« Investor-Backed Team Play Part - 9 | Main | Toss Mechanics Detailed »

Investor-Backed Team Play Part - 6

Controlling the Investor is Almost as Important as Controlling the Dice
The Investor provides the main betting-stake with which the big-bets are made.

If the Investor is the Big-Bettor for the group, then all the bets he makes are deemed to be part of the team-bankroll; whereby any of his big-bet wins are added to the team-bank and any of his big-bet losses are subtracted from the team-bank.

All participants have to agree ahead of time if the shooter's bets (and their subsequent wins and losses) are also part of the team effort, or whether they are to his own personal account.

It is important to understand that if his wagers are covered by the team-bankroll but he is not the Big-Bettor of the team; then he has to carefully shepherd his wagers in a responsible manner. That means he can't go off the reservation on some exotic-betting tangent.

The last person you want betting a majority of the team's bankroll is a gambler.

In fact, if the shooter's bets are being covered by the team-bankroll and he is prone to get into a betting-frenzy once in a while; then you can expect trouble ahead when the large big-bet wins are perniciously chipped away by string after string of the shooter's own small-but-highly-erosive losses.

Similarly, if the big-bettor is prone to making high-risk bets because after all it is "his money"; then your big paydays will almost always be offset by huge losses; and your considerable shooting-talents will end up being nothing more than an amusing distraction for his degeneracy.

Negotiate EVERYTHING up front. If you're not sure: ask. If you are apprehensive: say so.

The big-bets are supposed to be along pre-negotiated lines. If you don't negotiate a firm understanding of how and when they will be made upfront; then the team's profit-results will almost always be far removed from where they should have been.

Set the Ground-Rules
Again, when an investor agrees to put up money for a skilled shooter, one of the first issues that has to be resolved is who will do the big-money betting and who will be responsible for the accounting of net-profit calculations.

Some shooters are skilled enough to do all of that in terms of getting the shooting right…getting the big-money betting right…and getting the net-profit calculations right; but the investor has to take a fairly big leap of faith that the shooter will get it ALL right most of the time.

Likewise, when the skilled shooter is charged with the sole task of doing the shooting while the investor takes on the role of the big-bettor; the shooter has to have enough faith that the backer will make the right bets at the right time and not deviate from the plan to a point where the bets are no more than high-value random shot at a lucky hit.

So obviously ground rules have to be firmly agreed on by all parties before the start of a session.

Dry-Run Mock-Betting Sessions

I highly recommend that the shooter(s) and backer do a few dry run sessions in a hotel room or dealers school so that any betting kinks or misunderstandings can be cleared out of the way long before real money goes on the line.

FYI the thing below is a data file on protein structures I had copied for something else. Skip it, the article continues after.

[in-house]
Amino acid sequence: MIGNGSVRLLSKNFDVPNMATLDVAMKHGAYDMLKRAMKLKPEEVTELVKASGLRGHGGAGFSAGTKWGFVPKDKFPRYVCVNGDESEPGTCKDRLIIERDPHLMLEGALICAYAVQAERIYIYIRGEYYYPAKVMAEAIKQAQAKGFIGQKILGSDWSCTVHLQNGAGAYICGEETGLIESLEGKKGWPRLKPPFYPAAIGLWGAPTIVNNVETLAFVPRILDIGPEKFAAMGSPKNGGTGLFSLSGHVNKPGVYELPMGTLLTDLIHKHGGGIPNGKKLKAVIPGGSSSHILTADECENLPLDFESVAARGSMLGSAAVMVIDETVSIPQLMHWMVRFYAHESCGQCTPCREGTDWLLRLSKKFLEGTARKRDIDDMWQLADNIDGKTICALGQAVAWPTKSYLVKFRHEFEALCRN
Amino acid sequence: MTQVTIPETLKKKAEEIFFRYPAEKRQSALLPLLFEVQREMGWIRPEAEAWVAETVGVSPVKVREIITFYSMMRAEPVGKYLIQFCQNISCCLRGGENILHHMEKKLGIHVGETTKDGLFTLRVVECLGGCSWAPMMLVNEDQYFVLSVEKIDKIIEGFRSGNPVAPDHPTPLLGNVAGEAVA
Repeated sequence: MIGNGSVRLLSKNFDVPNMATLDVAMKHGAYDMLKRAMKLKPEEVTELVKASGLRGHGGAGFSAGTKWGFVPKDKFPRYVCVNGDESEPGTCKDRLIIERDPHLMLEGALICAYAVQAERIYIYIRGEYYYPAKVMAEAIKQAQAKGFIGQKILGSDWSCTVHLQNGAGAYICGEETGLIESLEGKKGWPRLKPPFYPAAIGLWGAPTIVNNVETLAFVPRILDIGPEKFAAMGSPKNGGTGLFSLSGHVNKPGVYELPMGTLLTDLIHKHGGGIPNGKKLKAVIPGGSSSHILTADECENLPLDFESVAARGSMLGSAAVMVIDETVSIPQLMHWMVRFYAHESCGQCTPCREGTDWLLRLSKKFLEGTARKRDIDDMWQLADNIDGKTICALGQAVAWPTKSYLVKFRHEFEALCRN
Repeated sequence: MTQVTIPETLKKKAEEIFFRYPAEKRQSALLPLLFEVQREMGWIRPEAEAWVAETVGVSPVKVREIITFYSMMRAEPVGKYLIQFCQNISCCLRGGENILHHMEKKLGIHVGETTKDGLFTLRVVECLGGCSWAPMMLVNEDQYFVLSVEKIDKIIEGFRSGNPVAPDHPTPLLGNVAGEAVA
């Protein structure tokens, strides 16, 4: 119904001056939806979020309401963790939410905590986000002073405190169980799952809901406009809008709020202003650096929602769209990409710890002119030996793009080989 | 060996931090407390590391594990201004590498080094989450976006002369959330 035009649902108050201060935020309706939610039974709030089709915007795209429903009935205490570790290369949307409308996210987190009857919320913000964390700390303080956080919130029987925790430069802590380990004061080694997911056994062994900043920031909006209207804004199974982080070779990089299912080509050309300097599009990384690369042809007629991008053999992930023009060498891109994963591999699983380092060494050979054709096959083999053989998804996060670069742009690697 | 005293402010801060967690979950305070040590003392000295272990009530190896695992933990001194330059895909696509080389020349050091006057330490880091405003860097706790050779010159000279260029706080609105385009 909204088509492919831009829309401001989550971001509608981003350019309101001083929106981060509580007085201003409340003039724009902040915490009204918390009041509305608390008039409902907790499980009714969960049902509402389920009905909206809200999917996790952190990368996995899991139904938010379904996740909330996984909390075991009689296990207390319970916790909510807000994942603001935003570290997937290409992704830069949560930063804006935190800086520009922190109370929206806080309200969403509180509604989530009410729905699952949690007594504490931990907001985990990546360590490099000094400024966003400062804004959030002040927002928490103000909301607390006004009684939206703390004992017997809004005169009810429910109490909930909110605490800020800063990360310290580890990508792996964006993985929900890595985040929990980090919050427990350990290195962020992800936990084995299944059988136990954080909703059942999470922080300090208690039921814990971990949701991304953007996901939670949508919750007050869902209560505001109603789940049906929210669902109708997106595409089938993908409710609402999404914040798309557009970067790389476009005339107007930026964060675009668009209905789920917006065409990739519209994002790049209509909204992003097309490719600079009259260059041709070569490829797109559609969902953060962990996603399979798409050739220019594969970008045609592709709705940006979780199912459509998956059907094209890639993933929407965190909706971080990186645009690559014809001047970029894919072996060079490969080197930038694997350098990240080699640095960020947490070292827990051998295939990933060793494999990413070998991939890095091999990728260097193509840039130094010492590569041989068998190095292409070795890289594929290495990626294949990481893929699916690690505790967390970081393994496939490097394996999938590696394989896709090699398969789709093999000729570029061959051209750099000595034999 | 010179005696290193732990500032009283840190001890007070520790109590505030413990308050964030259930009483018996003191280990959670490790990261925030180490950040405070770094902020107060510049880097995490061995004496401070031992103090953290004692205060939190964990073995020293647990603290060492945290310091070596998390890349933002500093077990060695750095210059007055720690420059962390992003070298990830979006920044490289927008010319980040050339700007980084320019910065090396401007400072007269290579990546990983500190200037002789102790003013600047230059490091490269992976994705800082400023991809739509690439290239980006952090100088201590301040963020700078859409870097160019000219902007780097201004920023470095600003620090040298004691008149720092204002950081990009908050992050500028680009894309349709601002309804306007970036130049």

That part of the exercise is even more enlightening when you carefully study the attitude and demeanor of all participants during the mock-betting phase; it can be very telling.

For example, if the investor is impatient and wants to get to the casino as soon as possible, and during the mock-betting he is very quick to deviate from the plan if a shooter throws a short string of numbers that aren't currently covered by the agreed upon betting-regimen; then you are likely in for some even bigger surprises when the real money gets into action.

Similarly, if a skilled shooter is showing all kinds of anxiety when he sees the size of the big-bettors typical wagers; then he may fold under the stress of having so much of someone else’s money backing his D-I abilities, especially with the anticipation of sharing in bet-wins that are a full order of magnitude larger than he himself has ever wagered.

This effect may be even greater when you are dealing with multiple shooters on an investor-backed team. That is because everyone is anticipating and hoping for success, but they are also collectively prone to fall victim to an affliction I call "bad-shooting group-contagion".

That's a situation where one of the better shooters in the group will throw a bad hand, and then in rapid succession, everyone else throws just as poorly. It's something akin to "sympathetic pregnancy" where the husband will feel a little of the same morning-sickness symptoms as his wife is going through.

I could say much more on this particular subject, but I won't.

In Part Seven of this series we’ll look at how you can deal with and avoid Mis-Estimation of edge vs. Over-Estimation of edge

Until then,

Good Luck and Good Skill at the Tables…and in Life.

The Mad Professor
Copyright © 2008

Do you have questions or comments about the articles and subjects discussed here at the Dice Institute? Sign up for our member's forum and share them with us!


This page contains a single entry from the blog posted on October 21, 2008 3:50 PM.

The previous post in this blog was Investor-Backed Team Play Part - 9 .

The next post in this blog is Toss Mechanics Detailed.

Many more can be found on the main index page or by looking through the archives.

Creative Commons License
This weblog is licensed under a Creative Commons License.
Powered by
Movable Type 3.34